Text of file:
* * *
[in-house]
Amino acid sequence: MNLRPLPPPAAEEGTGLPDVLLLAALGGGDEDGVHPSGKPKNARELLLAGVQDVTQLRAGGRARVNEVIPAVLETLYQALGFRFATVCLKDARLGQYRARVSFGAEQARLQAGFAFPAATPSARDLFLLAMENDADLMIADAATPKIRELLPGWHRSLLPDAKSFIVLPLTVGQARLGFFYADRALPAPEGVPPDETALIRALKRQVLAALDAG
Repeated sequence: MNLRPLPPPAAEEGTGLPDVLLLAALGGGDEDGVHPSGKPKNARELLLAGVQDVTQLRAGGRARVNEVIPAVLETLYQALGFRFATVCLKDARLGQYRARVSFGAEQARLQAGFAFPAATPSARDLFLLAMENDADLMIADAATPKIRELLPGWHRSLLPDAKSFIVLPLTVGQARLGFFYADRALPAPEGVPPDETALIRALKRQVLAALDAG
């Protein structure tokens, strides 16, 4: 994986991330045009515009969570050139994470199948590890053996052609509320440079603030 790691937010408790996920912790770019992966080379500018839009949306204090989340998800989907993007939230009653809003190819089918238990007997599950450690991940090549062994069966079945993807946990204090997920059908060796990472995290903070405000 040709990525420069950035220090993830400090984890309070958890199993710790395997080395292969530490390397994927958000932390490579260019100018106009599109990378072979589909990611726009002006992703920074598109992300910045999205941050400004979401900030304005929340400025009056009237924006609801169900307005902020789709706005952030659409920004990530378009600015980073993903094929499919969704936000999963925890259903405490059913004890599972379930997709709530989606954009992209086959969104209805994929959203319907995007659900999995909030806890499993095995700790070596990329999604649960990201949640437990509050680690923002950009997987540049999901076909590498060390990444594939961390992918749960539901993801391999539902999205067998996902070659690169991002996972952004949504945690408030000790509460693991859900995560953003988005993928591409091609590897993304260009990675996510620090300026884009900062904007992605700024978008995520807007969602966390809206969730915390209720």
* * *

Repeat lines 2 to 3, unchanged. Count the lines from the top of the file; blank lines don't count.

Amino acid sequence: MNLRPLPPPAAEEGTGLPDVLLLAALGGGDEDGVHPSGKPKNARELLLAGVQDVTQLRAGGRARVNEVIPAVLETLYQALGFRFATVCLKDARLGQYRARVSFGAEQARLQAGFAFPAATPSARDLFLLAMENDADLMIADAATPKIRELLPGWHRSLLPDAKSFIVLPLTVGQARLGFFYADRALPAPEGVPPDETALIRALKRQVLAALDAG
Repeated sequence: MNLRPLPPPAAEEGTGLPDVLLLAALGGGDEDGVHPSGKPKNARELLLAGVQDVTQLRAGGRARVNEVIPAVLETLYQALGFRFATVCLKDARLGQYRARVSFGAEQARLQAGFAFPAATPSARDLFLLAMENDADLMIADAATPKIRELLPGWHRSLLPDAKSFIVLPLTVGQARLGFFYADRALPAPEGVPPDETALIRALKRQVLAALDAG